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Irish task force says taxes must rise to fund major fiscal challenges

·2-min read

DUBLIN (Reuters) - Ireland will have to increase the level of taxation on people and businesses over time to meet public service demands and major fiscal sustainability challenges, a government-appointed commission said on Wednesday.

The Commission on Taxation, whose recommendations are not binding, said it was necessary to broaden the tax base and that the balance of taxation needed to shift away from taxes on labour towards taxes on capital, wealth and consumption.

It called for the yield from taxes on land and property to be increased materially and for substantial increases on capital gains tax and capital acquisitions tax. New taxes such as road usage charges would also be needed as the yield from taxes on fossil fuels declines, it said.

"Given Ireland's demographic profile, level of public debt, and a number of other fiscal risks, it is inevitable that the total amount of taxation required to fund public services will increase in the years ahead," the commission's report said.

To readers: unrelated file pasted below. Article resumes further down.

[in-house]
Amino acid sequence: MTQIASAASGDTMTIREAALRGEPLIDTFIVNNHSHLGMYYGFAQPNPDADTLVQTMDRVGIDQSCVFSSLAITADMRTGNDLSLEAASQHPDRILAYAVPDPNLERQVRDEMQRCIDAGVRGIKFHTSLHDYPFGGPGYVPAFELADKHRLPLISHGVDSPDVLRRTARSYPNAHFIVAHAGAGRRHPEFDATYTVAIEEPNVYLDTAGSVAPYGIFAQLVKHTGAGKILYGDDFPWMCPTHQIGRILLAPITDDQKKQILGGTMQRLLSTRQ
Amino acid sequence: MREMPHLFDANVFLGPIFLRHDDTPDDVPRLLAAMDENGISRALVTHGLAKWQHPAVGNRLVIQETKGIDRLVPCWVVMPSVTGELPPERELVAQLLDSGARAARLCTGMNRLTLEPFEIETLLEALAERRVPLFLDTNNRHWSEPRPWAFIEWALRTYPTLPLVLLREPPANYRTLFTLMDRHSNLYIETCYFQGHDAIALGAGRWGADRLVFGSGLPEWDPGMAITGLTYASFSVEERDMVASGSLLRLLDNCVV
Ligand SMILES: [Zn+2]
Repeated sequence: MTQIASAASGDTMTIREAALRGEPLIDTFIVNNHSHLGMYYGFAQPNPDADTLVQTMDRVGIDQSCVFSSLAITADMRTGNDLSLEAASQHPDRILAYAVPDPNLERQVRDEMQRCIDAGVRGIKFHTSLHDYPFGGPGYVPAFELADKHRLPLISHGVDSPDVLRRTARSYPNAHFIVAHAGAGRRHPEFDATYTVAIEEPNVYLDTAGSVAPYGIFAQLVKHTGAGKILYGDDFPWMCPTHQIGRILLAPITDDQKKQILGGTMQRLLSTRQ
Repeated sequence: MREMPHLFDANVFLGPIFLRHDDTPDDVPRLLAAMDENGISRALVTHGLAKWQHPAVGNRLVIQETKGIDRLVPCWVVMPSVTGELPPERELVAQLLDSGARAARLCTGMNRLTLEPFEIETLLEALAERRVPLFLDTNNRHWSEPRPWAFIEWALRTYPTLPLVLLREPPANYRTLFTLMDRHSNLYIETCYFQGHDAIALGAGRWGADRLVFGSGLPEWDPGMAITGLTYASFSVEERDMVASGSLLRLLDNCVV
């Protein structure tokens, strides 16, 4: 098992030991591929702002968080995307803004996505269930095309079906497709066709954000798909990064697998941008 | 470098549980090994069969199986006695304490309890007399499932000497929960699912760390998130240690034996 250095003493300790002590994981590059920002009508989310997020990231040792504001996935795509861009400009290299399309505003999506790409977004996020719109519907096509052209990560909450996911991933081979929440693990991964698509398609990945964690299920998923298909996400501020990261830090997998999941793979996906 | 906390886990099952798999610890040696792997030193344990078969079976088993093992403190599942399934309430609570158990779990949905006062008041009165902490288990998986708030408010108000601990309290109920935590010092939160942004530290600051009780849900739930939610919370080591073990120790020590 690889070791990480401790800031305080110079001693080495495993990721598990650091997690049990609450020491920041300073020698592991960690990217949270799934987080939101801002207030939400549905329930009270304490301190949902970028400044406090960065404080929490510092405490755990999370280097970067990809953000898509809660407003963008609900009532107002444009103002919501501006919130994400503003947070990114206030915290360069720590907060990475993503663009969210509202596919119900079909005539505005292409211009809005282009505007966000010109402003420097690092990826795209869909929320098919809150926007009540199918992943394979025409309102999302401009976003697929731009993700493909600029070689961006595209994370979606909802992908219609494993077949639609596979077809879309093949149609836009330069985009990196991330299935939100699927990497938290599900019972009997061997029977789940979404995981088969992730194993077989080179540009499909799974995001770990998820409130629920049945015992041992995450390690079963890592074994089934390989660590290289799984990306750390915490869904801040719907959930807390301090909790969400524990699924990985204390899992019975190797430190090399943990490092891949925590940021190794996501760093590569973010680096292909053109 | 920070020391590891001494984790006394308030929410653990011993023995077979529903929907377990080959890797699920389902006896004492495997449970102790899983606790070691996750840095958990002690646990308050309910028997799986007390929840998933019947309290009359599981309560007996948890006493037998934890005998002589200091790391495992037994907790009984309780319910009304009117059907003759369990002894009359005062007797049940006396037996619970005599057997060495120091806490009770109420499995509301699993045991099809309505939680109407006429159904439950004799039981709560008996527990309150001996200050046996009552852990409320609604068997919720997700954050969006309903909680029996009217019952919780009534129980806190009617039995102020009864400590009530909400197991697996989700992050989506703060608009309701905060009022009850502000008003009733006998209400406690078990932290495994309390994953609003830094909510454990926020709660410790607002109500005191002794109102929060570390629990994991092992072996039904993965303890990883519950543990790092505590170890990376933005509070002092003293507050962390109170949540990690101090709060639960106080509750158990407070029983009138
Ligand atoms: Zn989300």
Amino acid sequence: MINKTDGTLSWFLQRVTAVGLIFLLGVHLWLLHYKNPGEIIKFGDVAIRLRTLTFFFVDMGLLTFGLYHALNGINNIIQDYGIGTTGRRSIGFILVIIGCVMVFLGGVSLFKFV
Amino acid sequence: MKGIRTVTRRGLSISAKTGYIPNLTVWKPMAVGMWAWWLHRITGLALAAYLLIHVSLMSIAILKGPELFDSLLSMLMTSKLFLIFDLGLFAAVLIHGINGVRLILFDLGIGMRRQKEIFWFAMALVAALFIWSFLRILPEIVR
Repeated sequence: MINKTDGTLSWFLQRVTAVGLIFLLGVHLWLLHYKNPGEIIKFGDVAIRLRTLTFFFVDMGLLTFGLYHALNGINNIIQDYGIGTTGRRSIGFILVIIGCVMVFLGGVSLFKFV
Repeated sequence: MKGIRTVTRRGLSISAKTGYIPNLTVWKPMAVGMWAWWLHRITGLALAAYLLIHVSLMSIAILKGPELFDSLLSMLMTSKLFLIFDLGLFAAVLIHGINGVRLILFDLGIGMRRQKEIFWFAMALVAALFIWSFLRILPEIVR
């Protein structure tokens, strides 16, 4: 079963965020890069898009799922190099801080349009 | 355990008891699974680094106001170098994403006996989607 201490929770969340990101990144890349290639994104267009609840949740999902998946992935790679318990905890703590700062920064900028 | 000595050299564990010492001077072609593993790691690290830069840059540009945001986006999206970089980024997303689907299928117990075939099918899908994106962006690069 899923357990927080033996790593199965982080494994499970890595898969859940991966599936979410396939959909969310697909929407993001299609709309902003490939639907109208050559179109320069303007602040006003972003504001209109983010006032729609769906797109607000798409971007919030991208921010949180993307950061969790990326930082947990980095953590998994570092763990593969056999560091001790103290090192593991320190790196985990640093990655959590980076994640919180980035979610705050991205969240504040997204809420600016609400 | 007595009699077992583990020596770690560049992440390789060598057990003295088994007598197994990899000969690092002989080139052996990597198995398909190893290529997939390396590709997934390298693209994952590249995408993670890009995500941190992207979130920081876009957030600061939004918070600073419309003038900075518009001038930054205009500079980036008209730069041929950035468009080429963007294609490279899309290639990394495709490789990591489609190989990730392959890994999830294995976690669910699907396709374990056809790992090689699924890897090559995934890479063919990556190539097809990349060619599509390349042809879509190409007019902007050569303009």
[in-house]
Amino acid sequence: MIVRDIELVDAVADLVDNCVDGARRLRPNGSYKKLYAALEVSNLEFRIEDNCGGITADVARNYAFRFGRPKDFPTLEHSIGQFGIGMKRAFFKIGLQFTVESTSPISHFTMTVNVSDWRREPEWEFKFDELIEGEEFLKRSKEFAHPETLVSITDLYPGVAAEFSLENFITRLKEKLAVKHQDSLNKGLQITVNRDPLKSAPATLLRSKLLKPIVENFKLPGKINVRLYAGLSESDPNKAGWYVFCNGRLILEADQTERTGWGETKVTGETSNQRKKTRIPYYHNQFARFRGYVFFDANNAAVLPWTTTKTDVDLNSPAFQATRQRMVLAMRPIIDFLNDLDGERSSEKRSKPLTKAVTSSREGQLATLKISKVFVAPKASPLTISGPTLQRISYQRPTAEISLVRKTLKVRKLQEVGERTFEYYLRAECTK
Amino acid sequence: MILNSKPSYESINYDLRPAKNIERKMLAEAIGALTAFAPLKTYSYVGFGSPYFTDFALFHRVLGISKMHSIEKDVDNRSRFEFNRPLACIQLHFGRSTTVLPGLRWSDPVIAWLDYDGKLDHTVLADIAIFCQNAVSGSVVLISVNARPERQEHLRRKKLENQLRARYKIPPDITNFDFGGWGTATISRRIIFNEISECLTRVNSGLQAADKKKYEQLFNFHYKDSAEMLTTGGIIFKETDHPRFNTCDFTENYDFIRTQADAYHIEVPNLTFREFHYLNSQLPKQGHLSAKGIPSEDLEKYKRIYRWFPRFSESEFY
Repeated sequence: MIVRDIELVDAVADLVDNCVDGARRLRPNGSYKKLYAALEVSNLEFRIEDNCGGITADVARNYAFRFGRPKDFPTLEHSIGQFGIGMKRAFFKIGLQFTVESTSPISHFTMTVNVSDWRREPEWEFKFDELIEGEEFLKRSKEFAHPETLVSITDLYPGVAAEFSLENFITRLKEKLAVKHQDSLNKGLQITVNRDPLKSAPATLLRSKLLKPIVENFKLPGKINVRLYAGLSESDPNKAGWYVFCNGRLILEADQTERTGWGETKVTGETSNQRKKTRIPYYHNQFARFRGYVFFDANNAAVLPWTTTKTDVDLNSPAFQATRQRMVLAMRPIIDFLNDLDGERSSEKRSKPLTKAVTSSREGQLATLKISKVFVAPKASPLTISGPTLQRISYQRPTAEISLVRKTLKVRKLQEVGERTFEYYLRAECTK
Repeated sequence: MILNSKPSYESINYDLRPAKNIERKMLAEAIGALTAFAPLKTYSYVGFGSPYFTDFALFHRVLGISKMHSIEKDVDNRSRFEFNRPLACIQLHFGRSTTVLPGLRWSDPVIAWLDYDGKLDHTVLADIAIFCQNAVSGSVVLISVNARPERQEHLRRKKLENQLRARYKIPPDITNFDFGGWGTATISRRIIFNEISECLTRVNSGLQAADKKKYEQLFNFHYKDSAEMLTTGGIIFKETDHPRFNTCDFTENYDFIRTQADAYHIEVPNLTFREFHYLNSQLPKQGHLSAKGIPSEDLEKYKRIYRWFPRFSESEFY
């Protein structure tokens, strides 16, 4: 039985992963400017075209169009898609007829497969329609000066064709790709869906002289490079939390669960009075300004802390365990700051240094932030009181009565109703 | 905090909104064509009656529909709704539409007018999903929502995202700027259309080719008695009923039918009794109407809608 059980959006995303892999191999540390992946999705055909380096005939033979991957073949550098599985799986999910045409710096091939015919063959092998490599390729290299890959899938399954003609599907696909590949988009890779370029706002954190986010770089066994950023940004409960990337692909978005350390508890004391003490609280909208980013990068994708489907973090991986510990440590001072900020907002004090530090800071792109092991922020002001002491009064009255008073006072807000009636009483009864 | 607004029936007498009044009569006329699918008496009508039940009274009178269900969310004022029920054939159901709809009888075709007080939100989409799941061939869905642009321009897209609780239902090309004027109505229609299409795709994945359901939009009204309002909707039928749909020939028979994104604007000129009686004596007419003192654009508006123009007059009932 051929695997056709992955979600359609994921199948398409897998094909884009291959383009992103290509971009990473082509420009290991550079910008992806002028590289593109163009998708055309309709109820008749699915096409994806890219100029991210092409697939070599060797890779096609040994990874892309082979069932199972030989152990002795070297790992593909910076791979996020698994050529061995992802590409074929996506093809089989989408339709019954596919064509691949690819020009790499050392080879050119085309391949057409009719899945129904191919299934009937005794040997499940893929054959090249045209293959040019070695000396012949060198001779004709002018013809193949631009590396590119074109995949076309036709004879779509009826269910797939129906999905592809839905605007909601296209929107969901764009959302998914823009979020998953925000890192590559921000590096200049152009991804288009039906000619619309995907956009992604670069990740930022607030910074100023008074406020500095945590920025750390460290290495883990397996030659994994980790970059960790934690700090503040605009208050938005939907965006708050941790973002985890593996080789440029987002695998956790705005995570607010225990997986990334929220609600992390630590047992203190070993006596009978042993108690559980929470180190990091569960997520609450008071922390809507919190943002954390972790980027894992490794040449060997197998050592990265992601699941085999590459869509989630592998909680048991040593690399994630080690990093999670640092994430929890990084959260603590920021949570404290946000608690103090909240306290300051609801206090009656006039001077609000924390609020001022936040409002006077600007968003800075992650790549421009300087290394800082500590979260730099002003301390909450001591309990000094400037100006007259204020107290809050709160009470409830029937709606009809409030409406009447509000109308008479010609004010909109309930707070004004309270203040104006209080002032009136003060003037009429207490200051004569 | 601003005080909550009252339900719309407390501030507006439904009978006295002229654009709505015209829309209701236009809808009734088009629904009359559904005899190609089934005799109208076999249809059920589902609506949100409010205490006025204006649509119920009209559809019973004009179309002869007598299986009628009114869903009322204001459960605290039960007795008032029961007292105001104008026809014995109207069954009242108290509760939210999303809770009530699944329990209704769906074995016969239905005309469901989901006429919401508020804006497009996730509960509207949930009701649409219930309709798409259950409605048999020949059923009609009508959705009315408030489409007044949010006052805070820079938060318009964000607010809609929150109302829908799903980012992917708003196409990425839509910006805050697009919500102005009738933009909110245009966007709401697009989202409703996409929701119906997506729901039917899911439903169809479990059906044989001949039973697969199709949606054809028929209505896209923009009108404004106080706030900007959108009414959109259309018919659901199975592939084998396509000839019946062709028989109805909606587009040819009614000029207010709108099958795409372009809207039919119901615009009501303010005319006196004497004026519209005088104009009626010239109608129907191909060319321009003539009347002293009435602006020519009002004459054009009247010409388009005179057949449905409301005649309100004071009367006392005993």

Other risks listed included the "considerable uncertainty" about the future yield of the corporation tax that Ireland mostly collects from large multinational firms and the public funds that will be needed to address climate change.

The commission's chair, London School of Economics Professor Niamh Moloney, said the panel was conscious of the economic challenges facing households hit my soaring inflation and that many of its recommendations may be challenging in the short term.

Finance Minister Paschal Donohoe said the report posed serious questions as to how Ireland reforms its taxation and welfare systems "over the longer term."

The government has pledged to cut taxes as part of its annual budget, to be announced on Sept. 27, aimed at helping consumers and businesses contend with soaring energy prices.

(Reporting by Padraic Halpin; Editing by Leslie Adler)